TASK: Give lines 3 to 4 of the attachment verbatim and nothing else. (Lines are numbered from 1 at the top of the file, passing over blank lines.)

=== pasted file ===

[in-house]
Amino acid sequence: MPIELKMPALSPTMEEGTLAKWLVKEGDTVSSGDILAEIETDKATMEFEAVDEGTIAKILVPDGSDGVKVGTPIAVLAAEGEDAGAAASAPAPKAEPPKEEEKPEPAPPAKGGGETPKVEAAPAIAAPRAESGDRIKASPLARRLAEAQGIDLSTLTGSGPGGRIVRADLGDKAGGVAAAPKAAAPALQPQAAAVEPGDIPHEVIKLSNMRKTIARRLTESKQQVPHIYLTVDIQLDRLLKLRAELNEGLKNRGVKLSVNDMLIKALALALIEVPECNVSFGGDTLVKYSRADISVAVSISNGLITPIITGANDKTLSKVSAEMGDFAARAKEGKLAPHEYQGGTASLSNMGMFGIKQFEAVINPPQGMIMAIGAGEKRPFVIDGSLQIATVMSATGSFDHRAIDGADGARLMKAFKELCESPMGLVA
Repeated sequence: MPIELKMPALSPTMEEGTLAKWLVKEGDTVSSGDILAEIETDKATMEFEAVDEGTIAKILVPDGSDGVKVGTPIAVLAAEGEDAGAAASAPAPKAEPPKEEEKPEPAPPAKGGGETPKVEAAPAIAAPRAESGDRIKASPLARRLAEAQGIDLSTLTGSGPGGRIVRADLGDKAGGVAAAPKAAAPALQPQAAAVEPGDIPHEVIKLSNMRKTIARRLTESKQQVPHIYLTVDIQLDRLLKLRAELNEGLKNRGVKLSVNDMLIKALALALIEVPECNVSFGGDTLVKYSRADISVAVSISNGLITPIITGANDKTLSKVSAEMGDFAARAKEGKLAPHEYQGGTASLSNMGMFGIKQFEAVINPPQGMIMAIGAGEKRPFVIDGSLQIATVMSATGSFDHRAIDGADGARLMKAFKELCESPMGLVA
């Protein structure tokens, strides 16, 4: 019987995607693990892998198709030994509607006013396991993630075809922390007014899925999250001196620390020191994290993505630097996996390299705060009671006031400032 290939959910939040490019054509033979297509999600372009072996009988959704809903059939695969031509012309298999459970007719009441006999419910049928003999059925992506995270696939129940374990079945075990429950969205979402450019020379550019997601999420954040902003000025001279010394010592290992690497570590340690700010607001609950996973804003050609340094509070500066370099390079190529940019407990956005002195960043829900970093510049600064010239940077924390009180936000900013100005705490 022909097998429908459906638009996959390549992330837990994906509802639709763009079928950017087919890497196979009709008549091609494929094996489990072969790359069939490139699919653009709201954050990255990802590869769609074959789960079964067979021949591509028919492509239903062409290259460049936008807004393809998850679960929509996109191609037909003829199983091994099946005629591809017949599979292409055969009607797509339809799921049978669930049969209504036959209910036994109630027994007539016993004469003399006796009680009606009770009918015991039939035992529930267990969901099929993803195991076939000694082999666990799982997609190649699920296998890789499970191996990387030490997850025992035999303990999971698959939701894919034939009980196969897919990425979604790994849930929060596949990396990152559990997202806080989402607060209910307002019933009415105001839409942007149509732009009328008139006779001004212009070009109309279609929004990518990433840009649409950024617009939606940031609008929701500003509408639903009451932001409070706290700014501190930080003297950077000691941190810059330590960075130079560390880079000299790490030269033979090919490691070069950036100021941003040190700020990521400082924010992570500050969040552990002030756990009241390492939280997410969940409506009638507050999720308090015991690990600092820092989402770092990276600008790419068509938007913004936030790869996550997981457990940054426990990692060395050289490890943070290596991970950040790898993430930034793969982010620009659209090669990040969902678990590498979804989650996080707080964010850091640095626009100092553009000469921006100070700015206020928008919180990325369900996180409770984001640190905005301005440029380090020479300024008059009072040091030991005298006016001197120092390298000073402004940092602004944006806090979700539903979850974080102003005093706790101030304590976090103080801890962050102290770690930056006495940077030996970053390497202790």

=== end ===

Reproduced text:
Repeated sequence: MPIELKMPALSPTMEEGTLAKWLVKEGDTVSSGDILAEIETDKATMEFEAVDEGTIAKILVPDGSDGVKVGTPIAVLAAEGEDAGAAASAPAPKAEPPKEEEKPEPAPPAKGGGETPKVEAAPAIAAPRAESGDRIKASPLARRLAEAQGIDLSTLTGSGPGGRIVRADLGDKAGGVAAAPKAAAPALQPQAAAVEPGDIPHEVIKLSNMRKTIARRLTESKQQVPHIYLTVDIQLDRLLKLRAELNEGLKNRGVKLSVNDMLIKALALALIEVPECNVSFGGDTLVKYSRADISVAVSISNGLITPIITGANDKTLSKVSAEMGDFAARAKEGKLAPHEYQGGTASLSNMGMFGIKQFEAVINPPQGMIMAIGAGEKRPFVIDGSLQIATVMSATGSFDHRAIDGADGARLMKAFKELCESPMGLVA
């Protein structure tokens, strides 16, 4: 019987995607693990892998198709030994509607006013396991993630075809922390007014899925999250001196620390020191994290993505630097996996390299705060009671006031400032 290939959910939040490019054509033979297509999600372009072996009988959704809903059939695969031509012309298999459970007719009441006999419910049928003999059925992506995270696939129940374990079945075990429950969205979402450019020379550019997601999420954040902003000025001279010394010592290992690497570590340690700010607001609950996973804003050609340094509070500066370099390079190529940019407990956005002195960043829900970093510049600064010239940077924390009180936000900013100005705490 022909097998429908459906638009996959390549992330837990994906509802639709763009079928950017087919890497196979009709008549091609494929094996489990072969790359069939490139699919653009709201954050990255990802590869769609074959789960079964067979021949591509028919492509239903062409290259460049936008807004393809998850679960929509996109191609037909003829199983091994099946005629591809017949599979292409055969009607797509339809799921049978669930049969209504036959209910036994109630027994007539016993004469003399006796009680009606009770009918015991039939035992529930267990969901099929993803195991076939000694082999666990799982997609190649699920296998890789499970191996990387030490997850025992035999303990999971698959939701894919034939009980196969897919990425979604790994849930929060596949990396990152559990997202806080989402607060209910307002019933009415105001839409942007149509732009009328008139006779001004212009070009109309279609929004990518990433840009649409950024617009939606940031609008929701500003509408639903009451932001409070706290700014501190930080003297950077000691941190810059330590960075130079560390880079000299790490030269033979090919490691070069950036100021941003040190700020990521400082924010992570500050969040552990002030756990009241390492939280997410969940409506009638507050999720308090015991690990600092820092989402770092990276600008790419068509938007913004936030790869996550997981457990940054426990990692060395050289490890943070290596991970950040790898993430930034793969982010620009659209090669990040969902678990590498979804989650996080707080964010850091640095626009100092553009000469921006100070700015206020928008919180990325369900996180409770984001640190905005301005440029380090020479300024008059009072040091030991005298006016001197120092390298000073402004940092602004944006806090979700539903979850974080102003005093706790101030304590976090103080801890962050102290770690930056006495940077030996970053390497202790």